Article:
It might also be added that some European leaders on the left and right don’t  understand that it is not in the interest of the EU to have a powerful Russian empire on its eastern border. Such people would obviously welcome a Ianukovych victory. Those who realize that  without Ukraine Russia will never again be an empire, however, would welcome a Tymoshenko victory.

Ukraine after 2004 remained a Russian colony in the cultural and economic sense ruled by a kleptocratic neo-soviet clan-oligarchy primarily thanks to Yushchenko's failure to exploit his mass support in 2004 to break their  power. If they stole the nation’s wealth, Iushchenko did worse—he stole its hope for a better future. There was only one 1917 revolution in the last century. It is unlikely there will be another 2004 revolution this century.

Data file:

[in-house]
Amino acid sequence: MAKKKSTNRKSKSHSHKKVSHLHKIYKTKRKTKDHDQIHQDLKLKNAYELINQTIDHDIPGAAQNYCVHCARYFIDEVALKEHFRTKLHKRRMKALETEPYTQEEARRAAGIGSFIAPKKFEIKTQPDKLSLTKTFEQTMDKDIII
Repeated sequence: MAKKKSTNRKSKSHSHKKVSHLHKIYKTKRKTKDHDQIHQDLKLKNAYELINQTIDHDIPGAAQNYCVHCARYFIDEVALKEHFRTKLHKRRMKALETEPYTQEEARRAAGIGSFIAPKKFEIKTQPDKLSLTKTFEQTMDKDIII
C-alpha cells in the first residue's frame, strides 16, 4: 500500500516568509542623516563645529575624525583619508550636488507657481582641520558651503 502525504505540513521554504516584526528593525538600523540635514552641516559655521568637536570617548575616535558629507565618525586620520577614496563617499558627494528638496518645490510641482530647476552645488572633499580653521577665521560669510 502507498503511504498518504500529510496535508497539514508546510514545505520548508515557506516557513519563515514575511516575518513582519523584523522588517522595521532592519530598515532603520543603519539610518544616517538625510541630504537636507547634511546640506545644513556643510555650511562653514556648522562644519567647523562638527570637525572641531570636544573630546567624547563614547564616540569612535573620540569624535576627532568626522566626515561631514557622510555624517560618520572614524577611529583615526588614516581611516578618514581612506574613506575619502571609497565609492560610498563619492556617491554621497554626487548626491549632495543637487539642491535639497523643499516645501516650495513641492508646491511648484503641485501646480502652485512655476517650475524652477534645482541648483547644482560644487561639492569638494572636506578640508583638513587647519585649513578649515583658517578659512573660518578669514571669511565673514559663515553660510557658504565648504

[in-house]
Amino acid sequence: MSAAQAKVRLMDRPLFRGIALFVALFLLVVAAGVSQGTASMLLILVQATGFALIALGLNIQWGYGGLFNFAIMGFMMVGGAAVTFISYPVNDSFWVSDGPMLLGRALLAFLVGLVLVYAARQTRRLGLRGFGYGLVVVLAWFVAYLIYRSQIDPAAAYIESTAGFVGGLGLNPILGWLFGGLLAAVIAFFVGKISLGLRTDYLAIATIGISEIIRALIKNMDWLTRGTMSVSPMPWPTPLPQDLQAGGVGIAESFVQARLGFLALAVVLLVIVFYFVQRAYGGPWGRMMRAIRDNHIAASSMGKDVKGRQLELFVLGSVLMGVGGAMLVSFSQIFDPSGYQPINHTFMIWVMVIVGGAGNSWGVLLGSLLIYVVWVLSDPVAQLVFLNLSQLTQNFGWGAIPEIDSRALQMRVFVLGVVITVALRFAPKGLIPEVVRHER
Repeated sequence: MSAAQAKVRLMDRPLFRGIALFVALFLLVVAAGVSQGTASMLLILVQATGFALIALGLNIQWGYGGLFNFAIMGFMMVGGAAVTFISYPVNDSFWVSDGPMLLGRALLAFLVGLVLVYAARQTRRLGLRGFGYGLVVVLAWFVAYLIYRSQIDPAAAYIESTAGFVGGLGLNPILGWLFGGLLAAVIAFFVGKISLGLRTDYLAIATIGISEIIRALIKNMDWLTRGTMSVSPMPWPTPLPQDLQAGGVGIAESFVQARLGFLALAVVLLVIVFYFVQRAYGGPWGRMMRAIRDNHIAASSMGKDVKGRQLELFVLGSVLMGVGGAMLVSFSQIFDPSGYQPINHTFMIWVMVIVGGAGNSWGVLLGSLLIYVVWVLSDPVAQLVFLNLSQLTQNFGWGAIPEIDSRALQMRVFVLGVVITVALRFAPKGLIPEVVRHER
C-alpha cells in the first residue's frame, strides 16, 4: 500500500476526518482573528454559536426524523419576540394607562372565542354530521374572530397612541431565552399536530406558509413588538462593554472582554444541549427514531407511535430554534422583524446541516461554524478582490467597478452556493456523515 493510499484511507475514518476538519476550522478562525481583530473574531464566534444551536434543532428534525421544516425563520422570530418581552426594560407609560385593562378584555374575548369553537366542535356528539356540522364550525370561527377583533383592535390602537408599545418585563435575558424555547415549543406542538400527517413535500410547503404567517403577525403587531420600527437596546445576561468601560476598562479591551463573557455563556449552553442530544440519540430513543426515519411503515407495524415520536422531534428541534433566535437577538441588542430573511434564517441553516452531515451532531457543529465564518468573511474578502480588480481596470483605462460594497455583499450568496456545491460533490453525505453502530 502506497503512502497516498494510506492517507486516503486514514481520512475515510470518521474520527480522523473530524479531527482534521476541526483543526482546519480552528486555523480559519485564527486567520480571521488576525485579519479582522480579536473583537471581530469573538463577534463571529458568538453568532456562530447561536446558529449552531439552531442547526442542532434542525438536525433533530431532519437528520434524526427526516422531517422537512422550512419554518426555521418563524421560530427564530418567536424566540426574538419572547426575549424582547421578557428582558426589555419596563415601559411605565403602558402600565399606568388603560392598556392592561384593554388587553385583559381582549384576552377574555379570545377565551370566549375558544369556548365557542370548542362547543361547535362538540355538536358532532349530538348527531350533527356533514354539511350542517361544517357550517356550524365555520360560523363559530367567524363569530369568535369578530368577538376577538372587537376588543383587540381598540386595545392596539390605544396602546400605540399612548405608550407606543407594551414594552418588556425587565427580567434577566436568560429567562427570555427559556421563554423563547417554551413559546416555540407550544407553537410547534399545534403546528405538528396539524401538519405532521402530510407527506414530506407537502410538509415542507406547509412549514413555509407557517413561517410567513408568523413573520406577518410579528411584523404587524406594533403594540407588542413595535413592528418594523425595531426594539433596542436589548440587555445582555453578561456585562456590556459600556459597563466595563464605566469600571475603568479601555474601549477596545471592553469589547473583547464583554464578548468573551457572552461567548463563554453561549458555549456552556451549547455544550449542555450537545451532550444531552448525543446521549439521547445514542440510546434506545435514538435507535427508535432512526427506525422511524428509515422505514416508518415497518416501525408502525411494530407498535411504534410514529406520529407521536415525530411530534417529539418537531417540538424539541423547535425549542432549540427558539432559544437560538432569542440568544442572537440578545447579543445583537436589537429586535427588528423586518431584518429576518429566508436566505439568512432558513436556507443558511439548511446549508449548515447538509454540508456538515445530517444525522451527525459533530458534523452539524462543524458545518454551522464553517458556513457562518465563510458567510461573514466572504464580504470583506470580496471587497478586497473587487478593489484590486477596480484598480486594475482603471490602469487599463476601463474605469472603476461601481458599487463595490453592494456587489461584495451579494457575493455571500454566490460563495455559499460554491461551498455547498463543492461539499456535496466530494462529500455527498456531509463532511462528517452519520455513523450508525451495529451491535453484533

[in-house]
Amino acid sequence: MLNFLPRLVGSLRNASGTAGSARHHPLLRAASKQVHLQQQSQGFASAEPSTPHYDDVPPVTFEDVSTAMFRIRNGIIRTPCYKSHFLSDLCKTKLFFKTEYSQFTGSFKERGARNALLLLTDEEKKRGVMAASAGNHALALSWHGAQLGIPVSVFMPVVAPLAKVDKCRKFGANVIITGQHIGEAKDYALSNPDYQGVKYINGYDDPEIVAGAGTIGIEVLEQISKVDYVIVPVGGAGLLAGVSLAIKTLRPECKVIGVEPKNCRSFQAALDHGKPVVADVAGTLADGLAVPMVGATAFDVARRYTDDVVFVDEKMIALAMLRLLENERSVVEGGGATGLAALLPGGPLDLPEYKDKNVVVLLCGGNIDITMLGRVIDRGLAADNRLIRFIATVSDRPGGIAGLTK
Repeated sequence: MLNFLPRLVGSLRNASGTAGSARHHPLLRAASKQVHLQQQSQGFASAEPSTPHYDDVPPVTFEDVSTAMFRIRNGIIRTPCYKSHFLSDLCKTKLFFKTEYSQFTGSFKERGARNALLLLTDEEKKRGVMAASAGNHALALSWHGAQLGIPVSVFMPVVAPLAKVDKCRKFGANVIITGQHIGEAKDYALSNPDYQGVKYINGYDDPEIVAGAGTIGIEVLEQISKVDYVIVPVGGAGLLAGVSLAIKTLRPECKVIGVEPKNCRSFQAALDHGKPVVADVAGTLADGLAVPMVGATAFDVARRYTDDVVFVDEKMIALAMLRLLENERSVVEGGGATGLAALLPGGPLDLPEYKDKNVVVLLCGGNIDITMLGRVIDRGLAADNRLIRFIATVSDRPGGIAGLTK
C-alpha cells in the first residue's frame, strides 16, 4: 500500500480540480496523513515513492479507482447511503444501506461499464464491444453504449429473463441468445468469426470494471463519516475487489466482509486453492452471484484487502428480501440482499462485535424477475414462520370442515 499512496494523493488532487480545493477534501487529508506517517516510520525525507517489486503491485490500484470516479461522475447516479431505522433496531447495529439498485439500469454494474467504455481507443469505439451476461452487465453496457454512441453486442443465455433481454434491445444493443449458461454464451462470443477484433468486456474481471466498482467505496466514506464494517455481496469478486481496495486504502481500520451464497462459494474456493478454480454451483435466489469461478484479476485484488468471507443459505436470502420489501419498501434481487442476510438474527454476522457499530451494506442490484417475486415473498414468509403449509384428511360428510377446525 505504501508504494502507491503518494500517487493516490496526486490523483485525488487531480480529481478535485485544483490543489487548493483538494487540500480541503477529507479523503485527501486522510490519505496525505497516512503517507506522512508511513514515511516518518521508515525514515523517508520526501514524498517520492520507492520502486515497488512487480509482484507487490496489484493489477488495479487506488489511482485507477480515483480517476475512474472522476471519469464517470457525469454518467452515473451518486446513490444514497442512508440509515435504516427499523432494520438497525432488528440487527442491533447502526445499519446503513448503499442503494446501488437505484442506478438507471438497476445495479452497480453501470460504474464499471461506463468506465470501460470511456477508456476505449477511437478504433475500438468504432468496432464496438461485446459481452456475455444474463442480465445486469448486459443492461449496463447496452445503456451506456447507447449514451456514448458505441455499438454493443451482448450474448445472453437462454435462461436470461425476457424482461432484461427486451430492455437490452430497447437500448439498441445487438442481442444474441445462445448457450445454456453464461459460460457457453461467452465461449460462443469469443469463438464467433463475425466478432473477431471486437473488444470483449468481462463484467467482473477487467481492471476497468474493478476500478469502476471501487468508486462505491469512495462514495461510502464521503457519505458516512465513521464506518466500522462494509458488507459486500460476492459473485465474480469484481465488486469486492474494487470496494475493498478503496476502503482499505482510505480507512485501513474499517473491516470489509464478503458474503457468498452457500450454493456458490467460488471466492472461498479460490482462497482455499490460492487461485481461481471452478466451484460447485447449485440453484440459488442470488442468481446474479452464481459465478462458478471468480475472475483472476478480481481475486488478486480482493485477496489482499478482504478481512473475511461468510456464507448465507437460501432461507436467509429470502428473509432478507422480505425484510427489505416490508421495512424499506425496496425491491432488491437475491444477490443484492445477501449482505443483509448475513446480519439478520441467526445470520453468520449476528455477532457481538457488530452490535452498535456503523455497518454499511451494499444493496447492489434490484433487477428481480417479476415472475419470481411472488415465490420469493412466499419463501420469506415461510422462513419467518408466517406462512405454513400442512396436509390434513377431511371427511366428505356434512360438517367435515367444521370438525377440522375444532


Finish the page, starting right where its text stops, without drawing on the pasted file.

Stephen Velychenko is a reseach fellow, University of Toronto and Visiting Lecturer Kyiv Mohyla Academy.